Appalachian Mountains Young Forest Initiative

The Appalachian Mountains Young Forest Initiative centers on Bird Conservation Region 28 and includes southern New York, much of Pennsylvania, western Maryland, West Virginia, and parts of Ohio and Virginia. A stepdown of the Woodcock Conservation Plan for the Appalachian region outlines habitat goals.
GWW Habitat
In the past, this area had some of the best breeding habitat for woodcock in the species' range. But development by humans and the gradual changeover from brushy forest to mature woods has cut deeply into the number of acres available to woodcock and other wild creatures that need young forest and shrubland to thrive.

More than 25 Demonstration Areas have been set up to showcase habitat management techniques that help woodcock and other young-forest wildlife.

Partners include the U.S. Fish and Wildlife Service; Doris Duke Charitable Foundation; Natural Resources Conservation Service; National Fish and Wildlife Foundation; U.S. Geological Survey; American Bird Conservancy; Northeast Association of Fish and Wildlife Agencies; fish, wildlife, and conservation agencies for New York, Pennsylvania, Ohio, Maryland, West Virginia, and Virginia; Forest Investment Associates; the Ruffed Grouse Society; Woodcock Limited of Pennsylvania; and the Wildlife Management Institute.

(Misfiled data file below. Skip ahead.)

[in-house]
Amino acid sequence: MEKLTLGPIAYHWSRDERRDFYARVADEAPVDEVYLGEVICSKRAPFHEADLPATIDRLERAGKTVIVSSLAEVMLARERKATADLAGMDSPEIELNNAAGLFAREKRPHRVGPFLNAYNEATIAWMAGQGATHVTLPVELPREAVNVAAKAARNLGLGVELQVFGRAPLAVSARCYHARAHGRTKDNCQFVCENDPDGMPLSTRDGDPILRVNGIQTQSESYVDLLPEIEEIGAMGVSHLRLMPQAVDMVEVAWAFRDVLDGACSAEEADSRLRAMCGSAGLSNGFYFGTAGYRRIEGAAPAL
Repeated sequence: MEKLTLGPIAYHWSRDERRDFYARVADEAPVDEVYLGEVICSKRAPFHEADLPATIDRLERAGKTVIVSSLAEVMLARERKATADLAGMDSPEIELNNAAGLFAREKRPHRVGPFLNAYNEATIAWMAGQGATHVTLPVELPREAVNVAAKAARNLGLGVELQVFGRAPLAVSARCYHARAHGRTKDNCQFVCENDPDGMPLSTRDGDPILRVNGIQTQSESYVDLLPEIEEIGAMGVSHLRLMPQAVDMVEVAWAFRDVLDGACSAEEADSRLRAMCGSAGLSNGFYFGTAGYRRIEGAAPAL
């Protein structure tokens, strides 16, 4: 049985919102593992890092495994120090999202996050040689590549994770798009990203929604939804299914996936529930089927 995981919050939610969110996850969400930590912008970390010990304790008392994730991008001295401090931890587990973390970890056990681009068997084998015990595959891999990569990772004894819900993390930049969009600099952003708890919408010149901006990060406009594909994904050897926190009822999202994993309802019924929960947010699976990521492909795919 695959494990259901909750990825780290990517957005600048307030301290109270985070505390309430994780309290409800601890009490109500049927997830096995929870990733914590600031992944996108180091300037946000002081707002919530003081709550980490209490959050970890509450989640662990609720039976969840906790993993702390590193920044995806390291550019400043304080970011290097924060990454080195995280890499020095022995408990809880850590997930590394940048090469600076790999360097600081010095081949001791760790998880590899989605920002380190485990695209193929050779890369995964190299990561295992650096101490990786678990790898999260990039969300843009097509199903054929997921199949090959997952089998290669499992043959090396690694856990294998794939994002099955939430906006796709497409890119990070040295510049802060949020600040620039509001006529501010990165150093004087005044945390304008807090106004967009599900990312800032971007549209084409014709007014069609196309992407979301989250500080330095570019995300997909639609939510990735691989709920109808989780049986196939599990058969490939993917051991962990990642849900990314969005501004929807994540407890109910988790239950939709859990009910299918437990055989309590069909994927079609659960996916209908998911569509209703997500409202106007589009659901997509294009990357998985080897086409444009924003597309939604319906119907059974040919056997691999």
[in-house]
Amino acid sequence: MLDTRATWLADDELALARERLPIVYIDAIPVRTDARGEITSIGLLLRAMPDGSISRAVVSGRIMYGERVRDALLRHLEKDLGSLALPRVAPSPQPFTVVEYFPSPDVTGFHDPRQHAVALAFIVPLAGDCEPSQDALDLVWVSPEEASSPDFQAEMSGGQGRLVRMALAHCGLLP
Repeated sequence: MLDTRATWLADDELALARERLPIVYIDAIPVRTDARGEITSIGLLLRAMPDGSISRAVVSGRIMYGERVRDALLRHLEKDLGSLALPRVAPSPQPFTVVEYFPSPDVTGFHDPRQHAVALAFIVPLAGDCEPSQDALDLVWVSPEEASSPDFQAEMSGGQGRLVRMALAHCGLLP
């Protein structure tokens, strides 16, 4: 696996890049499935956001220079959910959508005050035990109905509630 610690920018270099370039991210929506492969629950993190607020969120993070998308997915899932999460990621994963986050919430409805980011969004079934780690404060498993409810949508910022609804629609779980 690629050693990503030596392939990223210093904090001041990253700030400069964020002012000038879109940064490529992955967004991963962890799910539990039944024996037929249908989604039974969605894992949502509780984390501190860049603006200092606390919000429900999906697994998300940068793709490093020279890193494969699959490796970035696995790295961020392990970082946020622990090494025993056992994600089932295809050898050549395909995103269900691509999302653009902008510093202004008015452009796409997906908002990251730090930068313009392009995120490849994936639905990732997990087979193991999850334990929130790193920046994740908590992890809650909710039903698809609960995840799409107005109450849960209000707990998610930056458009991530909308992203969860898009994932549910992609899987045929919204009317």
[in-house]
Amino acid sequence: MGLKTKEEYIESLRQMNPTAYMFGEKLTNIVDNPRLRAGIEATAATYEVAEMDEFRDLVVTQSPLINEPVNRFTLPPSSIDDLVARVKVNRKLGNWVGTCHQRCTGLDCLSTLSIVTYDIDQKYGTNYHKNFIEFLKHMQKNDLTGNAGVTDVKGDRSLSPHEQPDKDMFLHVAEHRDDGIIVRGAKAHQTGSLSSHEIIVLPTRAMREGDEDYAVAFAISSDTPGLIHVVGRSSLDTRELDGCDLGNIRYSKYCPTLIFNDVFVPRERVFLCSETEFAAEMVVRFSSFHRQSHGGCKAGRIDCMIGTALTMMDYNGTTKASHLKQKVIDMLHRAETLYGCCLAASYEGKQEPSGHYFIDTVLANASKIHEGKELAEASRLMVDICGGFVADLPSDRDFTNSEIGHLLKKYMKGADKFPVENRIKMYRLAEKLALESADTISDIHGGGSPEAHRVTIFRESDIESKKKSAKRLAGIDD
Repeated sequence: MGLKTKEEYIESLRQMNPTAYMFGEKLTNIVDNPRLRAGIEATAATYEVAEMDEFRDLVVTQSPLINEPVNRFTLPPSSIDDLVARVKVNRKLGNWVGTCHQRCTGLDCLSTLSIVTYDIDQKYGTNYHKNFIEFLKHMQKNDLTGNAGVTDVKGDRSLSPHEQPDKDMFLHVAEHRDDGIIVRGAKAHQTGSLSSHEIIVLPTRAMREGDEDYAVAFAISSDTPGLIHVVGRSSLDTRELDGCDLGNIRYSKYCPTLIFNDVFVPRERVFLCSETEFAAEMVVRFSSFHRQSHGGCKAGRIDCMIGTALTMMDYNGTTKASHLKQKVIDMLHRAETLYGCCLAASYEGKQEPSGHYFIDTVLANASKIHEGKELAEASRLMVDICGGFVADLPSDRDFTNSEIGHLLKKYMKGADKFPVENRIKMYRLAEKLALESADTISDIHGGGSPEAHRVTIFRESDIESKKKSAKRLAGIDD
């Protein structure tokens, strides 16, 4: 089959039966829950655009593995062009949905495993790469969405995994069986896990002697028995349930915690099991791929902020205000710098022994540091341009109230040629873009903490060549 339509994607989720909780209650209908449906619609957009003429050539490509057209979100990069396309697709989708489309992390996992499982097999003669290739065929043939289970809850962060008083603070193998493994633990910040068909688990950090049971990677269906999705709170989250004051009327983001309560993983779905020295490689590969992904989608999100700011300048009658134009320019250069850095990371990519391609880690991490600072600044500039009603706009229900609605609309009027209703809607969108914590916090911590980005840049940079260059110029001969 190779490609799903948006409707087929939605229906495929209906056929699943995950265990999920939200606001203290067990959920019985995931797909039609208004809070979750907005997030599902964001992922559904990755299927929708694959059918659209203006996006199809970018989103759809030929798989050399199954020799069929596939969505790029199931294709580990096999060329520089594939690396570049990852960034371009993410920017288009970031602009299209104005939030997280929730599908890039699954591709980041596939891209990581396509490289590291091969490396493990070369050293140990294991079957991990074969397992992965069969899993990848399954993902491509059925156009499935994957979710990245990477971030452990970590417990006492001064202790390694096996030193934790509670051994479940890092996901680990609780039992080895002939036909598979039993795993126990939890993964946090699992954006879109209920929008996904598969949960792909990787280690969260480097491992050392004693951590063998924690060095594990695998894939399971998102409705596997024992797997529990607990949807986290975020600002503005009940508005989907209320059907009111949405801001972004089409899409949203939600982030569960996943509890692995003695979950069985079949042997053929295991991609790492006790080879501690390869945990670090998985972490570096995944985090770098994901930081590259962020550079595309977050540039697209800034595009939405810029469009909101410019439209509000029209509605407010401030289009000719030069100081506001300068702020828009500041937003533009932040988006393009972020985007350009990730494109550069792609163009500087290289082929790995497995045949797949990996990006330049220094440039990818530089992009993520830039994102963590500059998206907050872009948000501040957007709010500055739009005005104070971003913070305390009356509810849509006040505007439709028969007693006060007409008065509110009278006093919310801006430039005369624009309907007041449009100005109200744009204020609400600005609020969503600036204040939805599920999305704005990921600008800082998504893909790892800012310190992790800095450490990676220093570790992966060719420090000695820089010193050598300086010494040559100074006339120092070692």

A key partnership is the collaboration between the Woodcock Task Force and the Golden-Winged Warbler Working Group. The population of golden-winged warblers is also falling in the Appalachian Mountains, likely due at least in part to habitat loss.

Biologists have developed a set of Best Management Practices to benefit woodcock, golden-winged warblers, and other young-forest wildlife in the Appalachians.

There are both effective and ineffective ways to try to create woodcock habitat. Context of Management gives guidance on where, and where not, to actively manage land for woodcock.